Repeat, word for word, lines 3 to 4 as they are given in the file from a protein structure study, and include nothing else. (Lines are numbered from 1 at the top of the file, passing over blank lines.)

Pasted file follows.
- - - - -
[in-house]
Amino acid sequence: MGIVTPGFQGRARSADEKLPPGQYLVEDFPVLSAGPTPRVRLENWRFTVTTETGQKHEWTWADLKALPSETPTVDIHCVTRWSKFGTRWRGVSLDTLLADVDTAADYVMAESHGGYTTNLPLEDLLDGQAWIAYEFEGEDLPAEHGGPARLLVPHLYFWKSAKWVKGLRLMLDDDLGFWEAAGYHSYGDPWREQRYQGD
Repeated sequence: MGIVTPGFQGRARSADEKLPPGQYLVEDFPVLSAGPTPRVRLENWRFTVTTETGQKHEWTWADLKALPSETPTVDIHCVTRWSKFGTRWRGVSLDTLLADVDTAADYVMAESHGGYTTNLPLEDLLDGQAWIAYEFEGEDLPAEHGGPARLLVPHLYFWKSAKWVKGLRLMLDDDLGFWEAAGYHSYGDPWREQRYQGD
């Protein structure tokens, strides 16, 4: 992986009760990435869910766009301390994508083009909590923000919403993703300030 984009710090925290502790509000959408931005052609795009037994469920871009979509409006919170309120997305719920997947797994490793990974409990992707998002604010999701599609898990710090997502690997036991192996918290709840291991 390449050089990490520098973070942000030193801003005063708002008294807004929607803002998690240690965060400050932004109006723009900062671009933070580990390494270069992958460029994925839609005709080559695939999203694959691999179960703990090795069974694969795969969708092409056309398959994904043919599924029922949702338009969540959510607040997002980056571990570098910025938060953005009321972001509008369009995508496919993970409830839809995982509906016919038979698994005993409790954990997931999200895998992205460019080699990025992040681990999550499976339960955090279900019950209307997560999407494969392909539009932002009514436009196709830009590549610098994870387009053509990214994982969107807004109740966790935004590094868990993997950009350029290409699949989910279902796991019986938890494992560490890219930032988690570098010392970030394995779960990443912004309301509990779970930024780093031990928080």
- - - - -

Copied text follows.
Repeated sequence: MGIVTPGFQGRARSADEKLPPGQYLVEDFPVLSAGPTPRVRLENWRFTVTTETGQKHEWTWADLKALPSETPTVDIHCVTRWSKFGTRWRGVSLDTLLADVDTAADYVMAESHGGYTTNLPLEDLLDGQAWIAYEFEGEDLPAEHGGPARLLVPHLYFWKSAKWVKGLRLMLDDDLGFWEAAGYHSYGDPWREQRYQGD
């Protein structure tokens, strides 16, 4: 992986009760990435869910766009301390994508083009909590923000919403993703300030 984009710090925290502790509000959408931005052609795009037994469920871009979509409006919170309120997305719920997947797994490793990974409990992707998002604010999701599609898990710090997502690997036991192996918290709840291991 390449050089990490520098973070942000030193801003005063708002008294807004929607803002998690240690965060400050932004109006723009900062671009933070580990390494270069992958460029994925839609005709080559695939999203694959691999179960703990090795069974694969795969969708092409056309398959994904043919599924029922949702338009969540959510607040997002980056571990570098910025938060953005009321972001509008369009995508496919993970409830839809995982509906016919038979698994005993409790954990997931999200895998992205460019080699990025992040681990999550499976339960955090279900019950209307997560999407494969392909539009932002009514436009196709830009590549610098994870387009053509990214994982969107807004109740966790935004590094868990993997950009350029290409699949989910279902796991019986938890494992560490890219930032988690570098010392970030394995779960990443912004309301509990779970930024780093031990928080």